She didn’t respond directly to the question of whether ParaGard’s cost is a barrier to use, but said, “Teva Women’s Health believes that increased access to all forms of contraception is of critical importance to all women of reproductive age.” She declined to comment on price differences between copper IUDs in the United States and other countries.

Recent data show that when financial barriers are removed and women receive standardized information about contraceptive choices, many more choose long-acting reversible contraception. The Reproductive CHOICE Project recruited nearly 10,000 women in the St. Louis area who desired contraception, gave them standardized counseling, and provided contraceptives for free.

A copper IUD. (Photo courtesy flickr/+mara/Creative Commons)

Results from the first 4,167 women to complete a year of follow-up found that 71% chose a long-acting reversible contraceptive (45% the levonorgestrel intrauterine system, 13% the copper IUD, and 13% an implant), Dr. Espey said. Others chose contraceptive pills, vaginal rings, transdermal patches, or another method.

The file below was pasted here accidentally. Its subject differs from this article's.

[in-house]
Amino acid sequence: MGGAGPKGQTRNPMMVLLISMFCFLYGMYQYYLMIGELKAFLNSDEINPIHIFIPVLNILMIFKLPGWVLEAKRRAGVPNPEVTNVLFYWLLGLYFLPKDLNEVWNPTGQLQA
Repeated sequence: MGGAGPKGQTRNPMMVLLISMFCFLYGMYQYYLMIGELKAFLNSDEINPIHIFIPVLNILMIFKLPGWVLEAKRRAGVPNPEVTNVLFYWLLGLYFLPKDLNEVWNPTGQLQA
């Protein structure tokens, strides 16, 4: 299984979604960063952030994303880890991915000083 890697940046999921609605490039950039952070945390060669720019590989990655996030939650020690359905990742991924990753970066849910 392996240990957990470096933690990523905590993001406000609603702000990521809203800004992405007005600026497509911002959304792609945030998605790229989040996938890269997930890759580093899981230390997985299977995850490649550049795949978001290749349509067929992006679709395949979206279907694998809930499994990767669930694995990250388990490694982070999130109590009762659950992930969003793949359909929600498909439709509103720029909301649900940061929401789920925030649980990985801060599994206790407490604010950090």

After 12 months of use, 80% of IUD users reported being somewhat or very satisfied, compared with 54% of pill, patch, or ring users, she said. Only 55% of pill, patch, or ring users were on the same choice of contraception after 1 year compared with 84% of IUD users, 83% of implant users, and 88% of women who got a levonorgestrel intrauterine system.

The investigators recently reported that there have been 334 unintended pregnancies in 7,486 participants. Those using the pill, patch or ring were 22 times more likely to experience contraceptive failure compared with participants on long-acting reversible contraceptives (N. Engl. J. Med. 2012:366:1998-2007).

Long-acting reversible contraception was equally effective in all age groups, but use of the pill, patch, or ring was strikingly less effective in participants younger than 21 years, who were nearly twice as likely to have an unintended pregnancy compared with older women using those same methods of birth control.

–Sherry Boschert (on Twitter @sherryboschert)